- Apply for new credit only when needed Establish a long credit history
Score factors are delivered with a consumer’s FICO® Score, these are the top areas that affected that consumer’s FICO® Scores. The order in which the score factors are listed is important. The first factor indicates the area that most affected the score and the second factor is the next most significant influence. Addressing these factors can benefit the score.
A credit file must contain these minimum requirements (Note: The requirements vary slightly for FICO® Scores NG):
- At least one account that has been open for six months or more
- At least one account that has been reported to the consumer reporting agency within the past six months
- No indication of deceased on the credit file (if you shared an account with a person reported as deceased, it is important to check your credit file to make sure you are not affected)
A FICO® Score gives lenders a fast, objective and consistent estimate of your credit risk. Before the use of credit scoring, the credit granting process could be slow, inconsistent and unfairly biased. Keep in mind that FICO® Scores are only one of many factors lenders consider when making a credit decision. Here’s how FICO® Scores may benefit you.
Get credit faster - FICO® Scores can be delivered almost instantaneously, helping lenders speed up credit card and loan approvals.
Unbiased credit decisions - Factors such as your gender, race, religion, nationality and marital status are not considered by FICO® Scores. When a lender uses your FICO® Score, they’re getting an evaluation of your credit history that is fair and objective.
May save you money - A higher FICO® Score can help you qualify for better rates from lenders—generally, the higher your score, the lower your interest rate and payments.
More credit available - Because FICO® Scores allow lenders to more accurately associate risk levels with individual borrowers, they allow lenders to offer different prices to different borrowers. Rather than making strictly “yes-no” credit decisions and offering “one-size-fits-all” credit products, lenders use FICO® Scores to approve consumers who might have been declined credit in the past. Lenders are even able to provide higher-risk borrowers with credit that they are more likely to be able to manage.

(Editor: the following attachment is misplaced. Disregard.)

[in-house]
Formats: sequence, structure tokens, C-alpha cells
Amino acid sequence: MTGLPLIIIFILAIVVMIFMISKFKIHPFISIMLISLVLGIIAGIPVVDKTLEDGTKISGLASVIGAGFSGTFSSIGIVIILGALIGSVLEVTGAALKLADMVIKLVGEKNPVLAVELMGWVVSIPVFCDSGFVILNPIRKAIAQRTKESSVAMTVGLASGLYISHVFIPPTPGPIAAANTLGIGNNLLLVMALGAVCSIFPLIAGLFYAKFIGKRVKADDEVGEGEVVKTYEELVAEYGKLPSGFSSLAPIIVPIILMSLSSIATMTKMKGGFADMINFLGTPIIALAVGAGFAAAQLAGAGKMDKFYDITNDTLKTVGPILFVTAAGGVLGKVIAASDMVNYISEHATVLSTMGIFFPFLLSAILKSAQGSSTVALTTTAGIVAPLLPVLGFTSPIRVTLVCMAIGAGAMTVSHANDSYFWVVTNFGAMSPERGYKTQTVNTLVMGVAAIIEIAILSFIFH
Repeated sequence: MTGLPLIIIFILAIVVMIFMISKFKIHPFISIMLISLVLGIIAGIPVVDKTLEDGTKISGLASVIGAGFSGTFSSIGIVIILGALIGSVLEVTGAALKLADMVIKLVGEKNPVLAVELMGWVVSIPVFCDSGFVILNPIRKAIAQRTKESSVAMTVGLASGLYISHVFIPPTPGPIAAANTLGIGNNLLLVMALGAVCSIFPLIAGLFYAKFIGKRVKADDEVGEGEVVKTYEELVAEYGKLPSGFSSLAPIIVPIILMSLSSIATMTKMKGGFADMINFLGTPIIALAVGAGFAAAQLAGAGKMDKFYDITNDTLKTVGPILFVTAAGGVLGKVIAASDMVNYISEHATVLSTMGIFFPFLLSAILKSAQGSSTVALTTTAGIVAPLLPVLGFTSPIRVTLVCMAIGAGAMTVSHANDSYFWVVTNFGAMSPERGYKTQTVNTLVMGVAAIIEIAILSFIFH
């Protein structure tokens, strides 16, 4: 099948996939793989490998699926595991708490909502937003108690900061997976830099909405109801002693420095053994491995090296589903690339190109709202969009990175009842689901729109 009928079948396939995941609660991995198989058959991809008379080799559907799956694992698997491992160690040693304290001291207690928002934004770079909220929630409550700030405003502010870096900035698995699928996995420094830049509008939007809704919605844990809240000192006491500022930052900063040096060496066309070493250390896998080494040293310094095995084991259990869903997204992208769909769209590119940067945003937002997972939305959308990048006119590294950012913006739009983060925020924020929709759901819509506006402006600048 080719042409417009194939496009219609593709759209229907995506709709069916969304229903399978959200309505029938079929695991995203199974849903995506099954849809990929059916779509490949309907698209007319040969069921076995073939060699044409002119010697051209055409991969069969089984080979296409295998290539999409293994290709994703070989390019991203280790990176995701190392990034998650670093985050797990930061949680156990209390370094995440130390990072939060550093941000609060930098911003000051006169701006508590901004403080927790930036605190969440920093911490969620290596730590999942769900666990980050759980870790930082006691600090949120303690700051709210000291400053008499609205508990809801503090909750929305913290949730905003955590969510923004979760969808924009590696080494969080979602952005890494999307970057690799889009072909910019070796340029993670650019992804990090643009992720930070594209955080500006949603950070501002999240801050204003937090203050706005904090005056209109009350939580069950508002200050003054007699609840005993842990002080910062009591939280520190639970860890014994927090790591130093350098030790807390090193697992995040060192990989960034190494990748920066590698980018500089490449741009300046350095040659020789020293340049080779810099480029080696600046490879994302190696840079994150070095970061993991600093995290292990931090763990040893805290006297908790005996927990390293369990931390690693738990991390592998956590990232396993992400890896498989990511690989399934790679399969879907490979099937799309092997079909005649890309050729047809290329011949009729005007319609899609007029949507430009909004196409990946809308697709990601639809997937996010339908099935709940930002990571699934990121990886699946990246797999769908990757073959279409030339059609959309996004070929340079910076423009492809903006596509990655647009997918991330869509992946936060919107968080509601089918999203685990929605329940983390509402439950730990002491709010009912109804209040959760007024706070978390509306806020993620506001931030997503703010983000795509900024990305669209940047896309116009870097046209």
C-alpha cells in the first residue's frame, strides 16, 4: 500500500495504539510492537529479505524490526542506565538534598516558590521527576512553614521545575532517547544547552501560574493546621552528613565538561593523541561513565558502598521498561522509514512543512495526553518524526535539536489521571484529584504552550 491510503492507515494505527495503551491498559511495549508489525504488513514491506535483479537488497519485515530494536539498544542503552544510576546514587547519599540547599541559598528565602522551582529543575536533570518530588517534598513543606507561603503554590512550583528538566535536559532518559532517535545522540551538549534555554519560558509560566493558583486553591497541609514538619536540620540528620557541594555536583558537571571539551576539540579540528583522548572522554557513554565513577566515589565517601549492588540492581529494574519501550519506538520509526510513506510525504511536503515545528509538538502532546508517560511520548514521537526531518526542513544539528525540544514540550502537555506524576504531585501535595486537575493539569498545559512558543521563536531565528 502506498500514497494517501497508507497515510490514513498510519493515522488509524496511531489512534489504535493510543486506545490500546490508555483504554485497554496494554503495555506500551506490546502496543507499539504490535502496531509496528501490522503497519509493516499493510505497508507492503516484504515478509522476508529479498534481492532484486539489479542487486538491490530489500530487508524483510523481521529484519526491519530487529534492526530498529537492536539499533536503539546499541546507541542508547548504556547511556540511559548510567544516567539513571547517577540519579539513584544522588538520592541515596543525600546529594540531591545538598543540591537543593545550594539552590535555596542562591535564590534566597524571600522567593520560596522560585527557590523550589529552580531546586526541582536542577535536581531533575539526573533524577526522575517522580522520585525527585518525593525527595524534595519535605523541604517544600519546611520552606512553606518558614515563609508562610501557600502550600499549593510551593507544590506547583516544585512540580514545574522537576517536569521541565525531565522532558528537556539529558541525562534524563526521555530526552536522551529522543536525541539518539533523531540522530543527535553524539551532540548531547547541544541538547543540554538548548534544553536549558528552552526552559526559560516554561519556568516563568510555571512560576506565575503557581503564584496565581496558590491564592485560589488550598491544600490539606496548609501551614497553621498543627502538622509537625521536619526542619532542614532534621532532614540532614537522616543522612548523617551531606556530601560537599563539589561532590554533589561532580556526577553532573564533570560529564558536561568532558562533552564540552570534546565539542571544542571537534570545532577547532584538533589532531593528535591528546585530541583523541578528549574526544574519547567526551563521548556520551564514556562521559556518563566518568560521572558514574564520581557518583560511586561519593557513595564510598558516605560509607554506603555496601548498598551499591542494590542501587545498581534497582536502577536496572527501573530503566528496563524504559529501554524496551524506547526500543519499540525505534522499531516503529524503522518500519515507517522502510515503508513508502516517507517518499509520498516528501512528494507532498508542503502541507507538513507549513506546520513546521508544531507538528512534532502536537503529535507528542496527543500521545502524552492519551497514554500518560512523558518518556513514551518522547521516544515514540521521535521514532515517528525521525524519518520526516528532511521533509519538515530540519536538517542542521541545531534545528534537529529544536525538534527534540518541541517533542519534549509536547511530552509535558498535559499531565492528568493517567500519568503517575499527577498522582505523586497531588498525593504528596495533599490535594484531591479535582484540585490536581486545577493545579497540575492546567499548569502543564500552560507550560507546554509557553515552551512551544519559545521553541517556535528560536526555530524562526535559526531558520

To keep up with consumer trends and the evolving needs of lenders, FICO periodically updates its scoring model, resulting in new FICO® Score versions being released to market every few years. Additionally, different lenders use different versions of FICO® Scores when evaluating your credit. Auto lenders, for instance, often use FICO® Auto Scores, an industry-specific FICO® Score version that’s been tailored to their needs.
There are many different credit scores available to consumers and lenders. FICO® Scores are the credit scores used by most lenders, and different lenders may use different versions of FICO® Scores. In addition, FICO® Scores are based on credit file data from a consumer reporting agency, so differences in your credit files may create differences in your FICO® Scores.
There are many reasons why a score may change. FICO® Scores are calculated each time they are requested, taking into consideration the information that is in your credit file from a consumer reporting agency at that time. So, as the information in your credit file at that CRA changes, FICO® Scores can also change. Review your key score factors, which explain what factors from your credit report most affected a score. Comparing key score factors from the two different time periods can help identify causes for a change in a FICO® Score. Keep in mind that certain events such as delinquent payments or bankruptcy can lower FICO® Scores quickly.
FICO is a registered trademark of Fair Isaac Corporation in the United States and other countries.
Redwood Credit Union and Fair Isaac are not credit repair organizations as defined under federal or state law, including the Credit Repair Organizations Act. Redwood Credit Union and Fair Isaac do not provide "credit repair" services or advice or assistance regarding "rebuilding" or "improving" your credit record, credit history or credit rating.
FICO® Score and associated educational content are provided solely for your own non-commercial personal review, use and benefit.